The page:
We have had decades between Gagarin and today and I see no substantial improvement towards an airline-like operation.

And I would suggest that there is at least one major difference between the two situations:  when the Wrights first flew, there was already a large amount of traffic between most of the destinations that would later be served by air transport.  Air transport merely had to become a better way of reaching existing destinations.  In space, on the other hand, the destinations and demand for travel to them for the most part have yet to be created.

Offline Nomadd

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As usual, people are getting cost and price confused. They're two different things. That's why they made two different words for them. Nobody outside the company (more or less) knows what 2nd stages cost SpaceX to manufacture. The wild ass guess for Merlins has been around $2 million, but the way they're churning them out, it could be less. And, as long as Merlin Vacs are manufactured a little differently anyhow, there could be other cost savings if they don't need to be reusable. Probably not, since reliability of the Vacs is more vital than the 1st stage engines.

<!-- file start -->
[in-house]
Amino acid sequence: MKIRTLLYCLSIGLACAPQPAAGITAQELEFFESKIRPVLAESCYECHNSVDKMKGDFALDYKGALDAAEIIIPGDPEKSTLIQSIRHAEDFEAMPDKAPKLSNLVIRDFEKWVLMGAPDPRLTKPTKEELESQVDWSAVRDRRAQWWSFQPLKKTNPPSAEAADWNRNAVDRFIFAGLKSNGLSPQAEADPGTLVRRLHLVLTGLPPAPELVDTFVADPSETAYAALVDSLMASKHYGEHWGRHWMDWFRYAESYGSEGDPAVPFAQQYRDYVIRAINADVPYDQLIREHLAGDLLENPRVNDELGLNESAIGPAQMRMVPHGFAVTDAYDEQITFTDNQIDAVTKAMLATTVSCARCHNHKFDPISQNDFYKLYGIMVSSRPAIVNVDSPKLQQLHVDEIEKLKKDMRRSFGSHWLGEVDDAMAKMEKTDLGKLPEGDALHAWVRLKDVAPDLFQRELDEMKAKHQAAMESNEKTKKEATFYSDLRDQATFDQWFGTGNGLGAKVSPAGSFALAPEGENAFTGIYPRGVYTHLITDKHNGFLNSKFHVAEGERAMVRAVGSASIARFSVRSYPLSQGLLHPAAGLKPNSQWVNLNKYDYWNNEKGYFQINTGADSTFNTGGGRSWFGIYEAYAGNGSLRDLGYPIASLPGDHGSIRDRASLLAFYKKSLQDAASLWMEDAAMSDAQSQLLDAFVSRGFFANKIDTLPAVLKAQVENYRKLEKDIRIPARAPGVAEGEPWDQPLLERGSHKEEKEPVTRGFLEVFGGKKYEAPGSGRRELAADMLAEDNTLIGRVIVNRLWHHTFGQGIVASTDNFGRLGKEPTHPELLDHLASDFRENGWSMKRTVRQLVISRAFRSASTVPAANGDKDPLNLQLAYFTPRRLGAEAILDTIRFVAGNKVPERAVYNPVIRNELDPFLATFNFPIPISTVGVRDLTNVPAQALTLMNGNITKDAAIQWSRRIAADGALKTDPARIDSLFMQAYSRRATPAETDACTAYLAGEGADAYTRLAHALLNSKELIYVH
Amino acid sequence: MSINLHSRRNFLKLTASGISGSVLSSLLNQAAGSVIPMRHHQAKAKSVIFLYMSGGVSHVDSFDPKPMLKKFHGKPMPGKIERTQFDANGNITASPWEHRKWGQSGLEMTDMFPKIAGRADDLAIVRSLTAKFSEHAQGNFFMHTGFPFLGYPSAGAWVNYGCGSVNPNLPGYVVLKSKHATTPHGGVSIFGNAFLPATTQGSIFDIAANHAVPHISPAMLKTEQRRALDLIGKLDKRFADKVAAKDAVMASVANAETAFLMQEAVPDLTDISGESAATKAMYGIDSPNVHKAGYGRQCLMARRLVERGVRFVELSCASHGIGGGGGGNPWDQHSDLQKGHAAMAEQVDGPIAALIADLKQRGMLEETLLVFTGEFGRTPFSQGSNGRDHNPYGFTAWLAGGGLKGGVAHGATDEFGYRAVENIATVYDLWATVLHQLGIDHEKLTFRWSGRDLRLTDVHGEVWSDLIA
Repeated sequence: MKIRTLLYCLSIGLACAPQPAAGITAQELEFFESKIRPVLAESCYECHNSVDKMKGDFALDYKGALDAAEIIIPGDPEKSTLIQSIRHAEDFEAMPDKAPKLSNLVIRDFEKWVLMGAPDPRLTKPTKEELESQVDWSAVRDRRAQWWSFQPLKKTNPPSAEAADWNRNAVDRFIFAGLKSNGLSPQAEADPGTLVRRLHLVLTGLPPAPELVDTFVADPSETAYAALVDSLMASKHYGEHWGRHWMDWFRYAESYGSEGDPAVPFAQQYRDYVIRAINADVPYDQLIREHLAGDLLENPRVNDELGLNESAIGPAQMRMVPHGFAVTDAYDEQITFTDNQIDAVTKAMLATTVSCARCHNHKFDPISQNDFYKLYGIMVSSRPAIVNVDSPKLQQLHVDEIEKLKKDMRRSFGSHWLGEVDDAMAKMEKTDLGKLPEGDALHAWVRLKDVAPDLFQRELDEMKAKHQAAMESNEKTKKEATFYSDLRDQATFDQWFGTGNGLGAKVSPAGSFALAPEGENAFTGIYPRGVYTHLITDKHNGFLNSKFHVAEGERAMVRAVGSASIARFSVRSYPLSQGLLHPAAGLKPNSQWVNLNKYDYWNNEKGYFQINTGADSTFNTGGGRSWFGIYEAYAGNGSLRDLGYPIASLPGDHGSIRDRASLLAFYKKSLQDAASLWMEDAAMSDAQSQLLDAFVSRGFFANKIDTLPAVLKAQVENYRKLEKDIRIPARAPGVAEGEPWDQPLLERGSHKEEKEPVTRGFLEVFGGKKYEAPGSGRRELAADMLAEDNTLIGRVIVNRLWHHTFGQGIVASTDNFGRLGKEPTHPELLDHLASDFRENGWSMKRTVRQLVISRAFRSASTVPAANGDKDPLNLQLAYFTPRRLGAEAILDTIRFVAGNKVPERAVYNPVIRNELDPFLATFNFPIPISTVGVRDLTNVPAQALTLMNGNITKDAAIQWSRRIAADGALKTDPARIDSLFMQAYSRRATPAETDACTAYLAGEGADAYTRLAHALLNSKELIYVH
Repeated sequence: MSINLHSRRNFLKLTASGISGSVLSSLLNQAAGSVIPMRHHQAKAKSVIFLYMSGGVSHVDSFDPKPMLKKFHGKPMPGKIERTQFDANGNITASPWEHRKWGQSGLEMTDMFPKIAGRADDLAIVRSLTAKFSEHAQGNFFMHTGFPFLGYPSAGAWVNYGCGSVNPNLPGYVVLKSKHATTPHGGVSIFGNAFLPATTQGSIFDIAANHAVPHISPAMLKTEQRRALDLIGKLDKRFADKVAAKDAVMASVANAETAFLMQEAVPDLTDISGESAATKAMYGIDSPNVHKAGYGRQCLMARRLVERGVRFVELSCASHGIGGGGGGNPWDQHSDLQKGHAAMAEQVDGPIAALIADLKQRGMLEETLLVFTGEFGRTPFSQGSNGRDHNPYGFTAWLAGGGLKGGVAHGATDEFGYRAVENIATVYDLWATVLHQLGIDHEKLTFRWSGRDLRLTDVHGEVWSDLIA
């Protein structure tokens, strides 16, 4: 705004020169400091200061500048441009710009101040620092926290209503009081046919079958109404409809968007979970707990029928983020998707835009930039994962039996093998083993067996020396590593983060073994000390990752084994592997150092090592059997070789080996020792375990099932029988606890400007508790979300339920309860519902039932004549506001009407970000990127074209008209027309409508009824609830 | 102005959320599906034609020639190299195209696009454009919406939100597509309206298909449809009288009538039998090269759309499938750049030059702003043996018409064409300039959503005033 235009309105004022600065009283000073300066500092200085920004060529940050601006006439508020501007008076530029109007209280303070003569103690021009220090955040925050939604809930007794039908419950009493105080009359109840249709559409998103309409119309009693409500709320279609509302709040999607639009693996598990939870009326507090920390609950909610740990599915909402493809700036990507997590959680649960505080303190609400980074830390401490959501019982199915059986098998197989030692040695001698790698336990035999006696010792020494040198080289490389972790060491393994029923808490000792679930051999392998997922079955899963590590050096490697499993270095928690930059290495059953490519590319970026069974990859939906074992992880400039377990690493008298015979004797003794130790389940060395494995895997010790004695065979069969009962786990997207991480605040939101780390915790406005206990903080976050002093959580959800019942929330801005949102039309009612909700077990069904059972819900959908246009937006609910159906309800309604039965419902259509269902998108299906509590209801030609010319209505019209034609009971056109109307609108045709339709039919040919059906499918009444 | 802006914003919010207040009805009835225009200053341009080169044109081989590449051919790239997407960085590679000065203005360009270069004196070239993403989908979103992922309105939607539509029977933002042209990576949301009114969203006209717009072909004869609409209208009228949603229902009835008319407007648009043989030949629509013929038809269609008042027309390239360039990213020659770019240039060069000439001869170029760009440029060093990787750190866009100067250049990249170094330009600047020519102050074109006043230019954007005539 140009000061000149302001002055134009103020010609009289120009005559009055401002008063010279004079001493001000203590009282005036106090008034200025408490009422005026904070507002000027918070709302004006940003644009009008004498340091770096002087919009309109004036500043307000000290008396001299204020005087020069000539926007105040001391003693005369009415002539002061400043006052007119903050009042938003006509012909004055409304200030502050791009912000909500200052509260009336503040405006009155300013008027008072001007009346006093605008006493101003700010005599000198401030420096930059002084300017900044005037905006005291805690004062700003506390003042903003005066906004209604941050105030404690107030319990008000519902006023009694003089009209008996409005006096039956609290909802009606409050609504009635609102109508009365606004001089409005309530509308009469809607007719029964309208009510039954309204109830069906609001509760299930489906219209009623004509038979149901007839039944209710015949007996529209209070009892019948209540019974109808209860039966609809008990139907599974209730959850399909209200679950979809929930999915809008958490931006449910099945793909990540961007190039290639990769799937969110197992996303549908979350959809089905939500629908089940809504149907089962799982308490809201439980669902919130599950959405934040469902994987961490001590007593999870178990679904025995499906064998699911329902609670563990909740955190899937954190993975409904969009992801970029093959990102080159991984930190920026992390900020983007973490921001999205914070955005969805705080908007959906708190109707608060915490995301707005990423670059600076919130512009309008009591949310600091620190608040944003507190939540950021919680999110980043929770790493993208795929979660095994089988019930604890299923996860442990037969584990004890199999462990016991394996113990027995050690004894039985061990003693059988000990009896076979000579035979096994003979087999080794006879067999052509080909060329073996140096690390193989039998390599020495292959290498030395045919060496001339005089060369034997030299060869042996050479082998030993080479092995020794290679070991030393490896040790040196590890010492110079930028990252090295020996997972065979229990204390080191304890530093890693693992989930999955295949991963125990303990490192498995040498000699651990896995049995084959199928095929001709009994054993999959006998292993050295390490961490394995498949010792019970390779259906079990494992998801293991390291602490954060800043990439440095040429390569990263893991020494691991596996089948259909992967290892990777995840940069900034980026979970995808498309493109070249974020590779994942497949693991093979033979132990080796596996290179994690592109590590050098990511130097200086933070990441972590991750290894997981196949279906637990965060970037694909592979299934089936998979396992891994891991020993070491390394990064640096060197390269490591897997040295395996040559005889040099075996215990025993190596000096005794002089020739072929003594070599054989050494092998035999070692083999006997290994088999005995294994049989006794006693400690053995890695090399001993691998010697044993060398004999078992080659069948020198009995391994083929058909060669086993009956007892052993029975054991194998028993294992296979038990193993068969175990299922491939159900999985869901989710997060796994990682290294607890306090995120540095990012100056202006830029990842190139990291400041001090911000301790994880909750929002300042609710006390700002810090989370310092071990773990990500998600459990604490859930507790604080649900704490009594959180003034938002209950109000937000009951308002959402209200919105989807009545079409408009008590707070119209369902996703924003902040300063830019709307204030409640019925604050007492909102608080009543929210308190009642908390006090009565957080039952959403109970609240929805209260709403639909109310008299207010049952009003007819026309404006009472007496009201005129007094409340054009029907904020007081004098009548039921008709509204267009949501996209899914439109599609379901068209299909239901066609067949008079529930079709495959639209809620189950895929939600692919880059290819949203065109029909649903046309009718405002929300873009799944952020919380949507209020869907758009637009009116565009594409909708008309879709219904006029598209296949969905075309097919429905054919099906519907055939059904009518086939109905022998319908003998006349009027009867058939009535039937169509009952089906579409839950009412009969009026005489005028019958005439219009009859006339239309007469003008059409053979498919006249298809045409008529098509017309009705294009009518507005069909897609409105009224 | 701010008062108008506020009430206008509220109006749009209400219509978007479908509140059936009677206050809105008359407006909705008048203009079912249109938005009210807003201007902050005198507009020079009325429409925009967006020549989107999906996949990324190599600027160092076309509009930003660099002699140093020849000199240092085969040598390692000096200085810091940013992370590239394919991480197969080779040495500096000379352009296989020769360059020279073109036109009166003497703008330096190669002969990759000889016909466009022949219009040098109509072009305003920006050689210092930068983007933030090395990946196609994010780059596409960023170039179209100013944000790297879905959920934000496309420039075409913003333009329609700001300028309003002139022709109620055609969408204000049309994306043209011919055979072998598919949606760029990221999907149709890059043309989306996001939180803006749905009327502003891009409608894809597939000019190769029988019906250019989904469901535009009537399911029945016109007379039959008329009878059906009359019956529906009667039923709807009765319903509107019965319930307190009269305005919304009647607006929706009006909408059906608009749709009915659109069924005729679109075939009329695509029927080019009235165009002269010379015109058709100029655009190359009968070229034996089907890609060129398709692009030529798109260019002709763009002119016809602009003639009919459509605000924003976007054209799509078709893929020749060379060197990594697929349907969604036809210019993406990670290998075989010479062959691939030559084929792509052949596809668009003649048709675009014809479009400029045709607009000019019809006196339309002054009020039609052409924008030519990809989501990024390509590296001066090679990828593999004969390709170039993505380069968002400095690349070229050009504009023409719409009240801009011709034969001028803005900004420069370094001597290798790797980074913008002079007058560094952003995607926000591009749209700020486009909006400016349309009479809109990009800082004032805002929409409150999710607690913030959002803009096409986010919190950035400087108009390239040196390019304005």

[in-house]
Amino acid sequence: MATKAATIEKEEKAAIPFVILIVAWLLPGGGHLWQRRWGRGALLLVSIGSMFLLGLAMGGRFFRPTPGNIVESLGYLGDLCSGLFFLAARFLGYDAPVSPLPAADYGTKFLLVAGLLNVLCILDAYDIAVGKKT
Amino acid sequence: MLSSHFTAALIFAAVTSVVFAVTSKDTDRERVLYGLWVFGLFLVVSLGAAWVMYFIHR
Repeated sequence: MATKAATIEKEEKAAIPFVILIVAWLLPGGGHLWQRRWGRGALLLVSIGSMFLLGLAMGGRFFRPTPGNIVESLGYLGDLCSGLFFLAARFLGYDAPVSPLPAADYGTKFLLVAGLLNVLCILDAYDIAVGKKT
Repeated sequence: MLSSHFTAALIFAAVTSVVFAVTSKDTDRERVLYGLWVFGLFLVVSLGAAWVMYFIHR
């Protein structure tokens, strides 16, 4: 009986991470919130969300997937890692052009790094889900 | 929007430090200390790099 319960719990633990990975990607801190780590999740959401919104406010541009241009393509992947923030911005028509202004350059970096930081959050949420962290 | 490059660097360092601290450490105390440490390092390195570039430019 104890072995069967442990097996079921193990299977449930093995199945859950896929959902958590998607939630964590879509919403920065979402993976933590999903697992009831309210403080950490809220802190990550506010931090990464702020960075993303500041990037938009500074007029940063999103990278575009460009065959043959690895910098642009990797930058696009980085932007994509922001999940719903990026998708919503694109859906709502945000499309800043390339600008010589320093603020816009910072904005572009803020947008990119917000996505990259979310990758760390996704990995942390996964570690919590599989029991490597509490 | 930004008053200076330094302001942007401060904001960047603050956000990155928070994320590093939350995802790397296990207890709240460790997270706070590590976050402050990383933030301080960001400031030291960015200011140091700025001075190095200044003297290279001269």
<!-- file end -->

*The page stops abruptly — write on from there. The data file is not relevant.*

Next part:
Offline Alexsander

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No. The capsule is not a part of the rocket, it's the payload. The 70%/30% split refers to the rocket.

So the 2nd stage with ONE engine and way less metal in tanks and an empty shell (the fairing) costs almost HALF of the cost of the 1st stage with NINE engines and a big cylinder of the same metal? Is the Merlin engine so cheap compared to the fuel tanks?